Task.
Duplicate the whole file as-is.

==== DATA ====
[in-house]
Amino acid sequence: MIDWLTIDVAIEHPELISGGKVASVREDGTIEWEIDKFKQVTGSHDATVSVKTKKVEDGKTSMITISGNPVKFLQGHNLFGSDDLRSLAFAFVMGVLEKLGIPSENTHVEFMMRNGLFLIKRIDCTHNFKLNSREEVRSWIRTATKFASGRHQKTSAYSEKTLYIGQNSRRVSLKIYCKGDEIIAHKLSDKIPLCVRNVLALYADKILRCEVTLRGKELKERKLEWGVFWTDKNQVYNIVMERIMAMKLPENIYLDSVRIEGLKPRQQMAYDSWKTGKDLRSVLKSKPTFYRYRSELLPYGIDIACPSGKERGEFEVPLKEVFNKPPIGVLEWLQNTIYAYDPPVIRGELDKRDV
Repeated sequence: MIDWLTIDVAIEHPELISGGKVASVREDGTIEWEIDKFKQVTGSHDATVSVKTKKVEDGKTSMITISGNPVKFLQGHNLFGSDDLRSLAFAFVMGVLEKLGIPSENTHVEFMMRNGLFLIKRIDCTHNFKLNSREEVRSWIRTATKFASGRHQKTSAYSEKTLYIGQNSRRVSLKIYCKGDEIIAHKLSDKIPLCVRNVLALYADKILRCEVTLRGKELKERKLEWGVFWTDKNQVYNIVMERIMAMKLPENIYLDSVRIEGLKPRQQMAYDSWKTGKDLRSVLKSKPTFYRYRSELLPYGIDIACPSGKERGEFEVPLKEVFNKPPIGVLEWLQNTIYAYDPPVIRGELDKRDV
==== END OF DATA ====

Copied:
[in-house]
Amino acid sequence: MIDWLTIDVAIEHPELISGGKVASVREDGTIEWEIDKFKQVTGSHDATVSVKTKKVEDGKTSMITISGNPVKFLQGHNLFGSDDLRSLAFAFVMGVLEKLGIPSENTHVEFMMRNGLFLIKRIDCTHNFKLNSREEVRSWIRTATKFASGRHQKTSAYSEKTLYIGQNSRRVSLKIYCKGDEIIAHKLSDKIPLCVRNVLALYADKILRCEVTLRGKELKERKLEWGVFWTDKNQVYNIVMERIMAMKLPENIYLDSVRIEGLKPRQQMAYDSWKTGKDLRSVLKSKPTFYRYRSELLPYGIDIACPSGKERGEFEVPLKEVFNKPPIGVLEWLQNTIYAYDPPVIRGELDKRDV
Repeated sequence: MIDWLTIDVAIEHPELISGGKVASVREDGTIEWEIDKFKQVTGSHDATVSVKTKKVEDGKTSMITISGNPVKFLQGHNLFGSDDLRSLAFAFVMGVLEKLGIPSENTHVEFMMRNGLFLIKRIDCTHNFKLNSREEVRSWIRTATKFASGRHQKTSAYSEKTLYIGQNSRRVSLKIYCKGDEIIAHKLSDKIPLCVRNVLALYADKILRCEVTLRGKELKERKLEWGVFWTDKNQVYNIVMERIMAMKLPENIYLDSVRIEGLKPRQQMAYDSWKTGKDLRSVLKSKPTFYRYRSELLPYGIDIACPSGKERGEFEVPLKEVFNKPPIGVLEWLQNTIYAYDPPVIRGELDKRDV